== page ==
Why didn’t anyone come to his aid? He couldn’t think of a reason why no one came until he remembered that he’d told Maggie he wasn’t to be disturbed under any circumstances. Sam had wanted to enjoy his big moment, to savour it and then make a few phone calls to friends and family to share his news. Then he’d have gone for lunch, meeting as usual with his colleagues from inside and outside the firm at The Harrow Arms, the local watering hole for the legal and upmarket business set.
His pulse was slowing. His skin felt like it was on fire and the sensations of heat were rapidly spreading over his whole body. He could feel the throbbing of his own heartbeat in his temples and he knew that along with his pulse, his heart rate was getting slower by the minute.
“What the hell’s happening to me?” he managed to voice out loud, but they were the last words he managed before he felt his stomach lurch and heave, and Sam Gabriel began to vomit uncontrollably. He lurched violently while a spasm shook his body. He felt the cold hardness of his desk behind his back.
Sam began to sob as he realised that no one was about to come to his aid. This was no simple case of food poisoning, he concluded. Some bastard had deliberately poisoned him. But who, and with what? He tried desperately to think of something he might have ingested that could have caused this type of reaction but his poor tortured brain could think of nothing.
The pain in his gut increased exponentially and Sam managed to assume a foetal position, his arms gripping his belly tightly in an effort to dull the agony and control the retching that now wracked his weary body every few minutes. It became harder to breathe.
Lucid to the end, Sam Gabriel lived out the last minutes of his life on the floor of his office, recognising the approach of imminent death, but unable to summon help, unable even to call out to his secretary in the next office. Sam thought of Lynne and the child she was carrying, the son or daughter he’d never know, and then, as the pain in his abdomen reached a crescendo and his lungs felt as though they were being crushed in a vice, Sam closed his eyes for the last time, and the children in the park chased the little terrier, and the lunchtime crowd gathered on the park benches to enjoy their sandwiches and pre-packaged drinks.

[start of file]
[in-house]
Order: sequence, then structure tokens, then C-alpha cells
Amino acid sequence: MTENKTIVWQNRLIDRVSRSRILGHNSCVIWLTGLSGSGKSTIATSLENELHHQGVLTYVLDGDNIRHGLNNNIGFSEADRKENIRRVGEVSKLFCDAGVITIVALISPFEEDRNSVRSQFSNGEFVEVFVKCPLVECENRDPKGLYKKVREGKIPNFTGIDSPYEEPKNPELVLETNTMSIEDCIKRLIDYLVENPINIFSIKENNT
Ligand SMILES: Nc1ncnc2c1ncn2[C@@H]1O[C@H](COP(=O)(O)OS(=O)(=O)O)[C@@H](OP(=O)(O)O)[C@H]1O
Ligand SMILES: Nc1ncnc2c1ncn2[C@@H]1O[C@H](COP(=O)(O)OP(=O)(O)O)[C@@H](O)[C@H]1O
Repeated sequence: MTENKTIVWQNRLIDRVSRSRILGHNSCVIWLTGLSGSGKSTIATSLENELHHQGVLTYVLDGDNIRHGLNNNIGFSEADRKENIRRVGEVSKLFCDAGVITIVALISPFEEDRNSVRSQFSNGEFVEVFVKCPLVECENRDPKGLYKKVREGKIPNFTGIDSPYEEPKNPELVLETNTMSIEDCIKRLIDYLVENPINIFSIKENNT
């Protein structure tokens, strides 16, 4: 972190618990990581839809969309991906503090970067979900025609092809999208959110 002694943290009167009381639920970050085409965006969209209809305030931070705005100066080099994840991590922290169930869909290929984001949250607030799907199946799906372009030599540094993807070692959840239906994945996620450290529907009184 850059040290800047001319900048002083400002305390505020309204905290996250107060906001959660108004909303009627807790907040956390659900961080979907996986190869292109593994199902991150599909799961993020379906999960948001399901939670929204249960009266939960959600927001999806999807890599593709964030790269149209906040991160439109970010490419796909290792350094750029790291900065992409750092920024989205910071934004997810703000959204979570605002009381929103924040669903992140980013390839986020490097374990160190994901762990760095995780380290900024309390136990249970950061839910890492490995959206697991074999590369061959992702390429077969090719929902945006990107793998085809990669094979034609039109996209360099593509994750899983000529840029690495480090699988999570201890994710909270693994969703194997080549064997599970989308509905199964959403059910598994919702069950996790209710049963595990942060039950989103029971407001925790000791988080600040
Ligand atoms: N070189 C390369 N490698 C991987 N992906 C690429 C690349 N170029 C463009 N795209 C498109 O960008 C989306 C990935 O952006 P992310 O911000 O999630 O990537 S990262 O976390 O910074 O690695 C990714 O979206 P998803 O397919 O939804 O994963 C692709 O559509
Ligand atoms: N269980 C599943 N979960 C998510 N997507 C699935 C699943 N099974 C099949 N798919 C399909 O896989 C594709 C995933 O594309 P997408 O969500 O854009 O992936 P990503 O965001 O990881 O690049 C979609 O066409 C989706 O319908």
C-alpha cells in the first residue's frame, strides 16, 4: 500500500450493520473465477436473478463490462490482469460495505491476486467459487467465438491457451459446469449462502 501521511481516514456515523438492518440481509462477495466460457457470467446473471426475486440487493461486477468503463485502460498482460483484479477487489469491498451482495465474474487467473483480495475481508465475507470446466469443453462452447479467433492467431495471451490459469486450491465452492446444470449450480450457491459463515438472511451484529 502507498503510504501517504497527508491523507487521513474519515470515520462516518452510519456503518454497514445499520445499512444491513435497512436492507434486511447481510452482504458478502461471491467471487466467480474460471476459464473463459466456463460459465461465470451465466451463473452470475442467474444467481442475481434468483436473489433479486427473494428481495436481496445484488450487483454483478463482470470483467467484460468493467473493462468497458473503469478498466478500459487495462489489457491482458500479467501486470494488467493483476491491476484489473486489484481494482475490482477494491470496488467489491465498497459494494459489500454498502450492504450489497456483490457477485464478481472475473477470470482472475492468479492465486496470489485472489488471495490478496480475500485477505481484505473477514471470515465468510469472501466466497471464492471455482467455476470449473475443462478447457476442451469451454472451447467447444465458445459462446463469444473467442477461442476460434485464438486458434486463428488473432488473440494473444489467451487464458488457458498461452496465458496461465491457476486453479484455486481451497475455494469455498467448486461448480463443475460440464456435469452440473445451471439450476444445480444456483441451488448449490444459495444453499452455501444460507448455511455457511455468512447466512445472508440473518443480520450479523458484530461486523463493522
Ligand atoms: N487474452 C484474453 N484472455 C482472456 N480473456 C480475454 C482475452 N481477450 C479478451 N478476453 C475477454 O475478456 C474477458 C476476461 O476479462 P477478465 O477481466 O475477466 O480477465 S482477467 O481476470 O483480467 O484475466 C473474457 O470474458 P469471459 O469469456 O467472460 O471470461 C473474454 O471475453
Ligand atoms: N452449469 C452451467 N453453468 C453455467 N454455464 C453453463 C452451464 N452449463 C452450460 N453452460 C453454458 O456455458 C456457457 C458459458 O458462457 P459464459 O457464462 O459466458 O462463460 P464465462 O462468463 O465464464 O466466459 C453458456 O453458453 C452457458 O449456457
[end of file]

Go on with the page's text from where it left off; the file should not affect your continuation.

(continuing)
* * *

Knowing that he’d want to be on time to celebrate the good news of his promotion with the lunchtime crowd, Maggie Lucas dared to knock and enter Sam Gabriel’s office less than ten minutes after he’d drawn his last agonizing breath. The screams that accompanied her discovery of the painfully contorted body of her boss brought the staff and the senior partners of the firm of Betts, Cowan and Ford running to the office of their newly promoted and recently deceased junior partner. Sam Gabriel had lived less than two hours to enjoy his promotion.

Once again, Purple Death can be ordered now from http://moongypsypress.com/porter.php